On February 24, MEP’s Director of Research & Conservation Dr. Jake Wall assisted KWS Vet Dr. Limo in the treatment of a very sick elephant calf. Unfortunately, despite the team’s best efforts, the calf was not able to be saved.
A YouTube Originals series Age of A.I. recently featured Mara Elephant Project’s Marc Goss, Dr. Jake Wall, Wilson Sairowua and rangers. Along with our partners from RESOLVE and Intel the episode demonstrates how TrailGuard AI anti-poaching system can stop poachers BEFORE they kill wildlife. MEP received 50 kilograms of seed balls from Seedballs Kenya in February thanks to a generous donor, Mergim Berisha and another 75 kg donation from Salmaan Visram, founder of Oak and Timbers. Thank you to Valerie for celebrating her birthday by raising $297 on Facebook for Mara Elephant Project. In total, during the month of February, MEP raised $129.88 on Facebook and $5,143 via PayPal. Creatura Wildlife Projects & Travel supported MEP this month with a $2,500 donation and brought along visitors from Richard’s Camp to see MEP HQ and hear about the work we’re doing in the Mara. We received a further $1,725 in donations in the form of checks from individuals as well as $60,348 in form of wire transfers into MEPs accounts. We had the opportunity to meet with a delegation from the ICCF U.S. Congressional International Conservation group and discuss the work we are doing and the challenges facing the greater Mara ecosystem. We also enjoyed visitors from Asilia Africa and Kicheche Mara Camp. The month of February had 17 captivating images in The Greatest Maasai Mara photo competition to benefit MEP! Thank you to Dave Richards, Harman Singh Heer, Vijay Harinathan, Stephen Underwood, Amish Chhagan, Pepe Arespacochaga, Gurcharan Roopra, Tommy Mees, Alison Mees, Yaron Schmid, Diana Knight, David Roberts, Victor Kimathi, Ginger Lyvere Peck, Thorsten Hanewald, Phil Parks, and Kyle Borlase for supporting us!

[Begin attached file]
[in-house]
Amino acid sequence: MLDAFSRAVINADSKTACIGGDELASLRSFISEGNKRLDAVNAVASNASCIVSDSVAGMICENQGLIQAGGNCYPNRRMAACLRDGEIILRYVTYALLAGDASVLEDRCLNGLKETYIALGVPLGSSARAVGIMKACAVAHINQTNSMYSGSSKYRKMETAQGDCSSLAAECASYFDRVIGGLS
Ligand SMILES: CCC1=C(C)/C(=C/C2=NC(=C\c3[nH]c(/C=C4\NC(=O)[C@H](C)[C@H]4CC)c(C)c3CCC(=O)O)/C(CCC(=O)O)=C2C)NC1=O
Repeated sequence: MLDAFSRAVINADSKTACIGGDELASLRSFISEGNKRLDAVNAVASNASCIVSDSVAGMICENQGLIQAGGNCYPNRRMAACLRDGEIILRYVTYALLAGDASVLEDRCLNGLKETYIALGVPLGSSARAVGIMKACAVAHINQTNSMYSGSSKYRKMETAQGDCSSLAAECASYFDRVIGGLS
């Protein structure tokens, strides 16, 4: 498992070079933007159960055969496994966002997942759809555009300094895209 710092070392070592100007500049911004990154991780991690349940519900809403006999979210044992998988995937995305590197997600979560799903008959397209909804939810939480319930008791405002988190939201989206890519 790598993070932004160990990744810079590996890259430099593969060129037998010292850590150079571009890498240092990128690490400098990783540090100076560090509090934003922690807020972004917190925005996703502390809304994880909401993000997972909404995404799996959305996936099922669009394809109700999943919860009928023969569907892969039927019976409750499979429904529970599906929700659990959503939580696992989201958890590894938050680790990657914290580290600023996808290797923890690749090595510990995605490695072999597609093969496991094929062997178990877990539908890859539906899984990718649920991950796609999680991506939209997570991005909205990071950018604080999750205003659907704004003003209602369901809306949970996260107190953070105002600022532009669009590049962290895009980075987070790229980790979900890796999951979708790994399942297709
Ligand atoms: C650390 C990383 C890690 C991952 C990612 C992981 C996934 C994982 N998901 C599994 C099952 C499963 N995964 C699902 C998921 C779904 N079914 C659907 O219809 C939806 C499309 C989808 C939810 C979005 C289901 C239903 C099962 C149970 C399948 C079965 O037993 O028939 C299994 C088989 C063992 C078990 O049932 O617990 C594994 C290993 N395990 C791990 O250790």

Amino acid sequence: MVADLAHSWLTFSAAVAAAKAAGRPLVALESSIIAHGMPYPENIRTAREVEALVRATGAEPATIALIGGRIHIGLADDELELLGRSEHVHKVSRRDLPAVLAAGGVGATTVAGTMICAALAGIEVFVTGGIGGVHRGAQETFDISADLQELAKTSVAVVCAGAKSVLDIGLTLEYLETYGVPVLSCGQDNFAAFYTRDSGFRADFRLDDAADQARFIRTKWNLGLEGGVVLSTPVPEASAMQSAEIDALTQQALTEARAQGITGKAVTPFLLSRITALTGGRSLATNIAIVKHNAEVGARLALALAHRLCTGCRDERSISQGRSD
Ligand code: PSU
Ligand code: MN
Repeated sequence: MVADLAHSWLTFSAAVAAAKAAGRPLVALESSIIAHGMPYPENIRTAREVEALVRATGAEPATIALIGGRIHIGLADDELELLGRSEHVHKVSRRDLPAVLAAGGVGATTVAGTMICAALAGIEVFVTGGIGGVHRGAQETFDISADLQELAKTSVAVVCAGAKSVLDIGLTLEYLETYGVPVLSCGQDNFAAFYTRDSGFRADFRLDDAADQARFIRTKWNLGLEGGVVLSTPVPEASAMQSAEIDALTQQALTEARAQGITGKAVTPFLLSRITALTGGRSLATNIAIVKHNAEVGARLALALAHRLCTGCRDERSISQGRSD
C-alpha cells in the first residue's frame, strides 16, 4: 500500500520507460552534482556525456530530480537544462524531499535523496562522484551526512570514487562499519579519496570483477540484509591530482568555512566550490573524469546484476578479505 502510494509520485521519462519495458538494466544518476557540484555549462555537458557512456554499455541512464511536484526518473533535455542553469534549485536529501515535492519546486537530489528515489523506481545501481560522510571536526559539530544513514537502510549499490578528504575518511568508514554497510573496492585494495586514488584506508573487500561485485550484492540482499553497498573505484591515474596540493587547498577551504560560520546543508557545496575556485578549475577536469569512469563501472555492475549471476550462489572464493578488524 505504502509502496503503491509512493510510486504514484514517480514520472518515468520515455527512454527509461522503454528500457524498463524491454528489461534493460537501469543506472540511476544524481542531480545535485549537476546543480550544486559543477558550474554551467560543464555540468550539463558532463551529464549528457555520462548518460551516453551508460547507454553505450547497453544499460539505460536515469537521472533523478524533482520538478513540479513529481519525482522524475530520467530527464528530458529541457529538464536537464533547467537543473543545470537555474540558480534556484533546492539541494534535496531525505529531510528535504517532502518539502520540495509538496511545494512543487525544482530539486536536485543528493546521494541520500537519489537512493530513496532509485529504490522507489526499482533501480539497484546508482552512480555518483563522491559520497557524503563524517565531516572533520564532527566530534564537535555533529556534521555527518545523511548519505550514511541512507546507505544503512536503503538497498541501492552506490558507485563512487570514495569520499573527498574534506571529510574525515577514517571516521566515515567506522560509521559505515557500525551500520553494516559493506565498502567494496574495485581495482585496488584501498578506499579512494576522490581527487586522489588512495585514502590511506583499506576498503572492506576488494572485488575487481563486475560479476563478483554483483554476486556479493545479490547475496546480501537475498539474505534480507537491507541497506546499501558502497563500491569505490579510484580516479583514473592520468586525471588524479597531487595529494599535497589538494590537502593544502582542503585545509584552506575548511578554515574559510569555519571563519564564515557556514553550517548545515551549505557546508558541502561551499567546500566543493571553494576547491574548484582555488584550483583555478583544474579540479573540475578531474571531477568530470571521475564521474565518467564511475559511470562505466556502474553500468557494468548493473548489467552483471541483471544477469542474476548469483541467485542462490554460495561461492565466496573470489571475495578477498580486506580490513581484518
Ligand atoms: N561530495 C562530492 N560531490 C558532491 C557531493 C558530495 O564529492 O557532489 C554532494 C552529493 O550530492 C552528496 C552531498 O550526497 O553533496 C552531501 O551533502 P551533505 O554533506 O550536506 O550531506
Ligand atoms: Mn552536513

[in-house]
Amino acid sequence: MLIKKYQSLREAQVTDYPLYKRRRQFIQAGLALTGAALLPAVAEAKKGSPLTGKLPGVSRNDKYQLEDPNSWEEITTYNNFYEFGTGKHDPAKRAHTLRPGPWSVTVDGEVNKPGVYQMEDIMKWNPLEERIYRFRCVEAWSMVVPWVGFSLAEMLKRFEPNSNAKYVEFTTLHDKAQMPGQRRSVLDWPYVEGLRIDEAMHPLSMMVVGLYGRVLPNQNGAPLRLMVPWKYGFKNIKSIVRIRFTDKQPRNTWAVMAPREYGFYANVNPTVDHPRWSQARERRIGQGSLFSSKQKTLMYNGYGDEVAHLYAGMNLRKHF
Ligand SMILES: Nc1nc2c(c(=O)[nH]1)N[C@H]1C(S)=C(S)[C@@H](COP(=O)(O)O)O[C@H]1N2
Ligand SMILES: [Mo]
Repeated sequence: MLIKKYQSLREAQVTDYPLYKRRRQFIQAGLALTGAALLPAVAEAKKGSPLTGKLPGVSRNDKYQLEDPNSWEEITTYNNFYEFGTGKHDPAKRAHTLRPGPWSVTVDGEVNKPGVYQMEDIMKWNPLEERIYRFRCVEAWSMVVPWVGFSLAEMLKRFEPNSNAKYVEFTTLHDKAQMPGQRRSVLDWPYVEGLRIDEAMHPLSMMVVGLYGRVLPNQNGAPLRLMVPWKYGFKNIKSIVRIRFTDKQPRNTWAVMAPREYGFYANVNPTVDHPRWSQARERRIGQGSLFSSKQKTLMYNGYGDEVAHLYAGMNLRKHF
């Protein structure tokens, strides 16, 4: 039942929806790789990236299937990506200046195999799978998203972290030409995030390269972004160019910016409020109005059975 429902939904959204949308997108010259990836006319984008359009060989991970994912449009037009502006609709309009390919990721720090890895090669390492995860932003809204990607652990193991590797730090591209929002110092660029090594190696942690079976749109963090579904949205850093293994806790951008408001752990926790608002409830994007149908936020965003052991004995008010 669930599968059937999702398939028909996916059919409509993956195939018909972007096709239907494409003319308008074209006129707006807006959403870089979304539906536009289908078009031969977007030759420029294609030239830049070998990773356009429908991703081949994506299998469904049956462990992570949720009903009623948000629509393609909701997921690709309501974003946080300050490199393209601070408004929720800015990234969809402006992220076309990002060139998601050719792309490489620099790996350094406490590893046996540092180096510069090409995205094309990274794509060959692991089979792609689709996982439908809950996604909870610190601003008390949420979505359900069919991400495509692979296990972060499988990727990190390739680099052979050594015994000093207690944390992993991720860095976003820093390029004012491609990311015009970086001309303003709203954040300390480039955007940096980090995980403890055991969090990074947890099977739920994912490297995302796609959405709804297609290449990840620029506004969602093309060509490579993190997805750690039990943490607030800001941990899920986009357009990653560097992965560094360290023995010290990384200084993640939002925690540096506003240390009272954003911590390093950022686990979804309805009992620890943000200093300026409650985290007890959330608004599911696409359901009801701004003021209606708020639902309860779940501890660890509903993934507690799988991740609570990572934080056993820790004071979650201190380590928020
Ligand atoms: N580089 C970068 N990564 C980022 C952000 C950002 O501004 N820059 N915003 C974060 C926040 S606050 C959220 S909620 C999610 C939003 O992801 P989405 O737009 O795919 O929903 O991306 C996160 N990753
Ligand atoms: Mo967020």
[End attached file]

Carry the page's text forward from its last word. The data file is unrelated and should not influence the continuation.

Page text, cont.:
A February entry in the GMM competition from Phil Parks that benefitted MEP.
MEP’s research department continues to provide inputs to the Narok County Government draft spatial plan; they’ve also made great forward progress on the fence line mapping project and all MEP vehicles are now outfitted with Android phones and the new ER ‘Roam’ application for real-time reporting of their location. These data will help operations but also help us refine metrics of patrol effort.
MEP’s collared elephant Shorty visited Grumeti during this reporting period before safely returning to Kenya. Fred and Ivy spent time together, Namunyak was spotted by MEP rangers while on a monitoring patrol with a herd of 30, all in good condition. Lempiris was spotted by MEP rangers with a bachelor herd of four bulls. Patrol teams also visited Chelsea and she was reported in a herd of 40 individuals. Hannibal and Napolean continue to move together. Fitz and his herd have been actively crop raiding and the MEP Transmara ranger team was pushing them out of farmland regularly in February.
MEP collared Namunyak with her herd of 30 observed on the ground by MEP rangers.